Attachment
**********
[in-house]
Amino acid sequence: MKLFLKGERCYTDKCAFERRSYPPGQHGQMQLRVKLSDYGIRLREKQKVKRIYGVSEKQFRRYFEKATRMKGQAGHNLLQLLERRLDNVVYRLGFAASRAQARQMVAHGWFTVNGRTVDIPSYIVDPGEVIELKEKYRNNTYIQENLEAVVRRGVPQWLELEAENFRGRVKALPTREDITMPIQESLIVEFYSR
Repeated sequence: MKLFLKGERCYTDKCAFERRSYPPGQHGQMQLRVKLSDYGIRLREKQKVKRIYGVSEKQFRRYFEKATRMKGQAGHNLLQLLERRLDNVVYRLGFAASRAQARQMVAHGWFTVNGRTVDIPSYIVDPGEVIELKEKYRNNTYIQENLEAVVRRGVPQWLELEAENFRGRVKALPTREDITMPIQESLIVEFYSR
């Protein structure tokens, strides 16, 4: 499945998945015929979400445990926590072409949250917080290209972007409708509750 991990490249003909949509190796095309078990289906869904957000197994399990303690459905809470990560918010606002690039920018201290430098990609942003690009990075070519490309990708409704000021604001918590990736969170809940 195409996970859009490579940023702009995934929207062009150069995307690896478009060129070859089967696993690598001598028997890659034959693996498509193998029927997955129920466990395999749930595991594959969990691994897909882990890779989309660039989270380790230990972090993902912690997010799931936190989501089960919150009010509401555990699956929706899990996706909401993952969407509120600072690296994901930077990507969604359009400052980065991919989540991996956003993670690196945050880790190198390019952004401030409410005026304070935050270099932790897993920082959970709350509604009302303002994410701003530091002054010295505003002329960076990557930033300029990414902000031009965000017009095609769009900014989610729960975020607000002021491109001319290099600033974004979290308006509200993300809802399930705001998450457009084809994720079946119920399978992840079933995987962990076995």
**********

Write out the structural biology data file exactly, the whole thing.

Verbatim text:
[in-house]
Amino acid sequence: MKLFLKGERCYTDKCAFERRSYPPGQHGQMQLRVKLSDYGIRLREKQKVKRIYGVSEKQFRRYFEKATRMKGQAGHNLLQLLERRLDNVVYRLGFAASRAQARQMVAHGWFTVNGRTVDIPSYIVDPGEVIELKEKYRNNTYIQENLEAVVRRGVPQWLELEAENFRGRVKALPTREDITMPIQESLIVEFYSR
Repeated sequence: MKLFLKGERCYTDKCAFERRSYPPGQHGQMQLRVKLSDYGIRLREKQKVKRIYGVSEKQFRRYFEKATRMKGQAGHNLLQLLERRLDNVVYRLGFAASRAQARQMVAHGWFTVNGRTVDIPSYIVDPGEVIELKEKYRNNTYIQENLEAVVRRGVPQWLELEAENFRGRVKALPTREDITMPIQESLIVEFYSR
């Protein structure tokens, strides 16, 4: 499945998945015929979400445990926590072409949250917080290209972007409708509750 991990490249003909949509190796095309078990289906869904957000197994399990303690459905809470990560918010606002690039920018201290430098990609942003690009990075070519490309990708409704000021604001918590990736969170809940 195409996970859009490579940023702009995934929207062009150069995307690896478009060129070859089967696993690598001598028997890659034959693996498509193998029927997955129920466990395999749930595991594959969990691994897909882990890779989309660039989270380790230990972090993902912690997010799931936190989501089960919150009010509401555990699956929706899990996706909401993952969407509120600072690296994901930077990507969604359009400052980065991919989540991996956003993670690196945050880790190198390019952004401030409410005026304070935050270099932790897993920082959970709350509604009302303002994410701003530091002054010295505003002329960076990557930033300029990414902000031009965000017009095609769009900014989610729960975020607000002021491109001319290099600033974004979290308006509200993300809802399930705001998450457009084809994720079946119920399978992840079933995987962990076995």